FTW: Budget-related bills make progress
As the Legislature attempts to unwind Roe v. Wade and the conservative majority panders to its religious base, some actual progress was made Monday on budgeting items that could benefit the state. To wit, estimates are that the following bill will collectively generate an estimated $243.9 million for the general revenue fund (GRF). Each has received Senate approval and now awaits House votes:
- SB 1582: caps the total amount of statewide credits manufacturers will be allowed for capital investment or new jobs for tax years 2016 through 2018 at $25 million annually; would generate an estimated $11 million
- SB 1604: makes the earned-income tax credit nonrefundable; would generate an estimated $24.5 million
- SB 1605: eliminates the child-care facility credit; would generate an estimated $110,00
- SB 1606: eliminates the “double deduction” and would require the amount of state and local sales and income taxes deducted at the federal level to be added back to Oklahoma income on state returns; would generate an estimated $83.3 million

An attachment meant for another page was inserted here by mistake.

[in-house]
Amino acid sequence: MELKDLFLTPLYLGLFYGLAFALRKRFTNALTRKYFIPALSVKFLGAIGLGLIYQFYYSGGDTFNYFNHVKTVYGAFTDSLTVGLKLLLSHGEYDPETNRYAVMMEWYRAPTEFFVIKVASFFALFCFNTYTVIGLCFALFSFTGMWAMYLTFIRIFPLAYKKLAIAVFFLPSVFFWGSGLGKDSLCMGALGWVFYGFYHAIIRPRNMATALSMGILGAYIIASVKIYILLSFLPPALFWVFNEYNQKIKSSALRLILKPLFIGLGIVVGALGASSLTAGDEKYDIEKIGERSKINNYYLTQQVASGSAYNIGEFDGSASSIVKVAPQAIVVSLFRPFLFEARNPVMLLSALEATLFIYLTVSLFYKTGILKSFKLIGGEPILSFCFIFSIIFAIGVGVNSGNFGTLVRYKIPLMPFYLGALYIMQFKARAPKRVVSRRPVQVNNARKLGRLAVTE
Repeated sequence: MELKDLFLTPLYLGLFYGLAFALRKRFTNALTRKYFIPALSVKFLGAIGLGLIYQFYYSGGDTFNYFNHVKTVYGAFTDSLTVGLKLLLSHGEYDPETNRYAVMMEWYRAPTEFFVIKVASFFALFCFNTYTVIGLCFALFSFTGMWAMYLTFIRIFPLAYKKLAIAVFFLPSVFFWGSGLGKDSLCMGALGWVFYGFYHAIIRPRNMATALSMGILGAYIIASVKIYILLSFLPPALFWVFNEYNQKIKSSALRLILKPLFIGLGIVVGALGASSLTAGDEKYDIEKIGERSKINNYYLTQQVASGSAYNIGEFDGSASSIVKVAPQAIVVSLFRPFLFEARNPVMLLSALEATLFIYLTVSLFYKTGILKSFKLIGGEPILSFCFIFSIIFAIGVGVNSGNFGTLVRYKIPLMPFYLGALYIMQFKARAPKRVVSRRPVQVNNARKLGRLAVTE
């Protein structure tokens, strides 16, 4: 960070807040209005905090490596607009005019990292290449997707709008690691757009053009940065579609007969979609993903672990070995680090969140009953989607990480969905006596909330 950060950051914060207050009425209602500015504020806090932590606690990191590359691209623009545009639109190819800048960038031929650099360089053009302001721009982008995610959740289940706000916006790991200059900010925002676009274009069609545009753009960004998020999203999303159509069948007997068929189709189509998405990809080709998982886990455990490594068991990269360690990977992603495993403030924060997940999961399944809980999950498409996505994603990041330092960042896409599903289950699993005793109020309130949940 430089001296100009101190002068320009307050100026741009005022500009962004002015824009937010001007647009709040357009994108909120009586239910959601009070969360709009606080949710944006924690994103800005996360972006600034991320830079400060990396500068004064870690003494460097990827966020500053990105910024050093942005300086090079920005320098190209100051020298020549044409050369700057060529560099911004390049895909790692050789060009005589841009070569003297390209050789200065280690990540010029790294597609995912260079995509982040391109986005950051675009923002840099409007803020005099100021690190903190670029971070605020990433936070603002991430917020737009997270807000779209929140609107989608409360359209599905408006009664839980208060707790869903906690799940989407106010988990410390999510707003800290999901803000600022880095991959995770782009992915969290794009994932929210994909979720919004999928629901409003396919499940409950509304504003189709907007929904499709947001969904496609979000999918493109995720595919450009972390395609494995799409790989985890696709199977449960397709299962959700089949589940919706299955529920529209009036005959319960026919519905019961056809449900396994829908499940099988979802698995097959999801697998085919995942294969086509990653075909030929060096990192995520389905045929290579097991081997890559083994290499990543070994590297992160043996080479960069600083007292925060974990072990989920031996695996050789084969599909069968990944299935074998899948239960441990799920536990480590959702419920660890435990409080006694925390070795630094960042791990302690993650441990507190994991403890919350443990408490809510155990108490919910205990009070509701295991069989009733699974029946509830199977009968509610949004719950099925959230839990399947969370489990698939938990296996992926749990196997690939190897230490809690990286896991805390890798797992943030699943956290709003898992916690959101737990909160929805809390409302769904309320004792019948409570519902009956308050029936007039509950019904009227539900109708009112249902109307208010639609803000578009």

- HB 3206: would authorize OMES to certify any funds remaining in the cash-flow reserve fund in December as available for transfer and appropriation; would yield an estimated $125 million
Another budget-related measure, the Retail Protection Act of 2016, was signed into law Tuesday and seeks to collect sales tax for items Oklahoma residents purchase from online vendors. A summary lists the 2017 and 2018 fiscal impact of the act as “unknown,” but the bill’s author, Rep. Chad Caldwell (R-Enid) cited a figure in the “millions” in a press release.
Deadlines loom large
The deadline for the completion of all House standing conference committee meetings is no later than noon Wednesday, and the deadline for submitting all second and subsequent conference committee reports on House measures is no later than 3 p.m. Wednesday. The session will end no later than 5 p.m. Friday, but a special session may be ordered.